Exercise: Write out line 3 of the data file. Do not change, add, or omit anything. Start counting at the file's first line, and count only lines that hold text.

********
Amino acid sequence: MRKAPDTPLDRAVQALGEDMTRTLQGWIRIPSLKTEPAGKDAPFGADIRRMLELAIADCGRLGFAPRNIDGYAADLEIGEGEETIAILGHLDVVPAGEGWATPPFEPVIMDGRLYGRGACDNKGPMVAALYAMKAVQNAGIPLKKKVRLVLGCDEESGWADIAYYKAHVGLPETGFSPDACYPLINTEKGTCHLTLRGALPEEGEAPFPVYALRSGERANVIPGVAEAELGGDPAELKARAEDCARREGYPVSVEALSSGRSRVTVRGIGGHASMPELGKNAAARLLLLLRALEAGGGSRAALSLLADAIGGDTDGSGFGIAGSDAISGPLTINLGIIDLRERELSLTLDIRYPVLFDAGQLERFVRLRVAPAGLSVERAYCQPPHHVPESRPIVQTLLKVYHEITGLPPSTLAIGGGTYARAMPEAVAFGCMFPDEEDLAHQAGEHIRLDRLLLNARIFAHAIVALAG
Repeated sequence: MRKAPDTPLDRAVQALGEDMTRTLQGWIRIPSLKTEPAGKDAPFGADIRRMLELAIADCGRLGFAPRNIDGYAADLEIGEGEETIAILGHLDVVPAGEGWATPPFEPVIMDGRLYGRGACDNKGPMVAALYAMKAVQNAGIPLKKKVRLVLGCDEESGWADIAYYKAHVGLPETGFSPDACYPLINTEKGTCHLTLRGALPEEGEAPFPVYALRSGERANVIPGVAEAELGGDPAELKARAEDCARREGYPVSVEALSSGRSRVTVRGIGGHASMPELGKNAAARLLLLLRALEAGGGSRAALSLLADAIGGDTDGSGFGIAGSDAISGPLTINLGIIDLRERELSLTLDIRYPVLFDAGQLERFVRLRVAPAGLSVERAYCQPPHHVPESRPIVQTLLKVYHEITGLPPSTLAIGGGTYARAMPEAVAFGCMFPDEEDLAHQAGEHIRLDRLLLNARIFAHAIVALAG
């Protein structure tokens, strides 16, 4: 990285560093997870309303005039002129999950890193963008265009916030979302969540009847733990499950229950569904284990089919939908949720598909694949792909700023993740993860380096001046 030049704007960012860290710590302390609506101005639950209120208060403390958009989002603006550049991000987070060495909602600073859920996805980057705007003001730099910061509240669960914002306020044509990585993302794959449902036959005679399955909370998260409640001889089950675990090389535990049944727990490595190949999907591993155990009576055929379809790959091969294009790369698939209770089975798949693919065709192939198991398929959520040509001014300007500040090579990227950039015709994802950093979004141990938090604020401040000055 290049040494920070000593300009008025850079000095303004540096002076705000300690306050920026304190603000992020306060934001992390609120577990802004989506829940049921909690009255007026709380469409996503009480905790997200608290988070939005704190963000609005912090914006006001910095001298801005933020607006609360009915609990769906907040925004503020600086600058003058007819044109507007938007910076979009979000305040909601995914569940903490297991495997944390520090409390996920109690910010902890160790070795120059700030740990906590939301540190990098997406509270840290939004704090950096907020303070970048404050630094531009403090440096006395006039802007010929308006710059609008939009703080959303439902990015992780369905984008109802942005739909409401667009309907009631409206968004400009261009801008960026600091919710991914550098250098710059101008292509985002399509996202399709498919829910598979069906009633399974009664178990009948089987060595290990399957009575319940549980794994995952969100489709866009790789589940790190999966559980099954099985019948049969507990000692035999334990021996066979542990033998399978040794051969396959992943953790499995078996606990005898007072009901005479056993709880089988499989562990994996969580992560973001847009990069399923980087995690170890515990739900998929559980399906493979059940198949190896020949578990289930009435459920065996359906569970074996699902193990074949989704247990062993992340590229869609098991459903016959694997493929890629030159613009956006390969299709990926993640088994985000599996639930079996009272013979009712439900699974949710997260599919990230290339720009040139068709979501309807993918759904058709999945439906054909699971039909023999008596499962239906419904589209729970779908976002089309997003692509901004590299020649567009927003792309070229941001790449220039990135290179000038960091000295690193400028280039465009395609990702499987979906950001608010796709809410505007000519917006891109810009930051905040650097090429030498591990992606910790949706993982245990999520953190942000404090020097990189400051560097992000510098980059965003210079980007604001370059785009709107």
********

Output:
């Protein structure tokens, strides 16, 4: 990285560093997870309303005039002129999950890193963008265009916030979302969540009847733990499950229950569904284990089919939908949720598909694949792909700023993740993860380096001046 030049704007960012860290710590302390609506101005639950209120208060403390958009989002603006550049991000987070060495909602600073859920996805980057705007003001730099910061509240669960914002306020044509990585993302794959449902036959005679399955909370998260409640001889089950675990090389535990049944727990490595190949999907591993155990009576055929379809790959091969294009790369698939209770089975798949693919065709192939198991398929959520040509001014300007500040090579990227950039015709994802950093979004141990938090604020401040000055 290049040494920070000593300009008025850079000095303004540096002076705000300690306050920026304190603000992020306060934001992390609120577990802004989506829940049921909690009255007026709380469409996503009480905790997200608290988070939005704190963000609005912090914006006001910095001298801005933020607006609360009915609990769906907040925004503020600086600058003058007819044109507007938007910076979009979000305040909601995914569940903490297991495997944390520090409390996920109690910010902890160790070795120059700030740990906590939301540190990098997406509270840290939004704090950096907020303070970048404050630094531009403090440096006395006039802007010929308006710059609008939009703080959303439902990015992780369905984008109802942005739909409401667009309907009631409206968004400009261009801008960026600091919710991914550098250098710059101008292509985002399509996202399709498919829910598979069906009633399974009664178990009948089987060595290990399957009575319940549980794994995952969100489709866009790789589940790190999966559980099954099985019948049969507990000692035999334990021996066979542990033998399978040794051969396959992943953790499995078996606990005898007072009901005479056993709880089988499989562990994996969580992560973001847009990069399923980087995690170890515990739900998929559980399906493979059940198949190896020949578990289930009435459920065996359906569970074996699902193990074949989704247990062993992340590229869609098991459903016959694997493929890629030159613009956006390969299709990926993640088994985000599996639930079996009272013979009712439900699974949710997260599919990230290339720009040139068709979501309807993918759904058709999945439906054909699971039909023999008596499962239906419904589209729970779908976002089309997003692509901004590299020649567009927003792309070229941001790449220039990135290179000038960091000295690193400028280039465009395609990702499987979906950001608010796709809410505007000519917006891109810009930051905040650097090429030498591990992606910790949706993982245990999520953190942000404090020097990189400051560097992000510098980059965003210079980007604001370059785009709107």